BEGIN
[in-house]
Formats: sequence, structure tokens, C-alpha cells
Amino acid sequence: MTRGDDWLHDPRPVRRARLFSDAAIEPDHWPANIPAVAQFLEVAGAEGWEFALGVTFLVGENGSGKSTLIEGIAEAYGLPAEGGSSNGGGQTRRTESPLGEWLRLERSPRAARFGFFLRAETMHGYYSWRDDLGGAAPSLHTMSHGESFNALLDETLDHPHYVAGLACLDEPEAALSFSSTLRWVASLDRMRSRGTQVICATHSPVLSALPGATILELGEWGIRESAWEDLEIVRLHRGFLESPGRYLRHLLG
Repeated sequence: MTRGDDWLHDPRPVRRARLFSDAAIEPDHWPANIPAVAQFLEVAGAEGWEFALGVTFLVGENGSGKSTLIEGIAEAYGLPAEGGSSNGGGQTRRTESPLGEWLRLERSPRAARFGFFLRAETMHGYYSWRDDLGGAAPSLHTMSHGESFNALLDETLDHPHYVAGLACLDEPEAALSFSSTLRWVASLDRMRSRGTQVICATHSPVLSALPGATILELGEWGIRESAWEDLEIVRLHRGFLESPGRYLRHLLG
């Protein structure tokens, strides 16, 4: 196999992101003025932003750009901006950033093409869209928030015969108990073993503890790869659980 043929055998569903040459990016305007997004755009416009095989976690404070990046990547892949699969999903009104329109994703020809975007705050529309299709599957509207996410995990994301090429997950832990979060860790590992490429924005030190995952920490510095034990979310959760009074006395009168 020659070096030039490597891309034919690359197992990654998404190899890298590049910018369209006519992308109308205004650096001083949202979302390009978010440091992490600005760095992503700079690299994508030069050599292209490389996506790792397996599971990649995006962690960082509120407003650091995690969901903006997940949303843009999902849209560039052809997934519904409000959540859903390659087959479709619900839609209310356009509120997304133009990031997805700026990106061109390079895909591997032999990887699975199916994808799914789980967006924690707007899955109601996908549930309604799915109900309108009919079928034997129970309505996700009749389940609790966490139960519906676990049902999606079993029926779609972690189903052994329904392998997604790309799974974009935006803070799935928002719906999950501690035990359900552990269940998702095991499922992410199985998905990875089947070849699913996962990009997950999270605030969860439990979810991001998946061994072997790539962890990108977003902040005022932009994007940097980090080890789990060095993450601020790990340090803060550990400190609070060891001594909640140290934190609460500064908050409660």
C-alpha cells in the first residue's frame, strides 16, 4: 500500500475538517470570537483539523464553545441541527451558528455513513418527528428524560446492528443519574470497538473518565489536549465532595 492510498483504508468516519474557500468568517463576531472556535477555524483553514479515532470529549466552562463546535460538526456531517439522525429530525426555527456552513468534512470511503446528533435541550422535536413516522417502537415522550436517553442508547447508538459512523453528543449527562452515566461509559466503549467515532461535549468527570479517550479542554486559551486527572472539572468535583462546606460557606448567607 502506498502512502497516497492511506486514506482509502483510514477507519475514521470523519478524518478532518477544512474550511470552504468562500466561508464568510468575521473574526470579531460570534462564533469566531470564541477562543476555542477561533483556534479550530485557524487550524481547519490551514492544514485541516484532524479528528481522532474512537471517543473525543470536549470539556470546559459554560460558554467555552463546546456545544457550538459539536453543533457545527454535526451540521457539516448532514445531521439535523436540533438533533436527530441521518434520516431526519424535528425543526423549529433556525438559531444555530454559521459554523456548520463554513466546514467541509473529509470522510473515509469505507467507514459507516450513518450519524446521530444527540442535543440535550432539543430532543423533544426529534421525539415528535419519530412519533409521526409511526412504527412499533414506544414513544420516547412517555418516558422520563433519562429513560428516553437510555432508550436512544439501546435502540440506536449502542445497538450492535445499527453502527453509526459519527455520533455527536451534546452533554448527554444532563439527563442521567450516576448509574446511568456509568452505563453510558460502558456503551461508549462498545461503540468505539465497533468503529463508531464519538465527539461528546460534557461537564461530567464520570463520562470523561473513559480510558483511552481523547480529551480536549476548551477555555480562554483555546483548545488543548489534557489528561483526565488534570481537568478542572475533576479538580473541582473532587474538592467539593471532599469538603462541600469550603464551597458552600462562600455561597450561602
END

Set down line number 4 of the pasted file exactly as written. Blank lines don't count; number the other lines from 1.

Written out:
Repeated sequence: MTRGDDWLHDPRPVRRARLFSDAAIEPDHWPANIPAVAQFLEVAGAEGWEFALGVTFLVGENGSGKSTLIEGIAEAYGLPAEGGSSNGGGQTRRTESPLGEWLRLERSPRAARFGFFLRAETMHGYYSWRDDLGGAAPSLHTMSHGESFNALLDETLDHPHYVAGLACLDEPEAALSFSSTLRWVASLDRMRSRGTQVICATHSPVLSALPGATILELGEWGIRESAWEDLEIVRLHRGFLESPGRYLRHLLG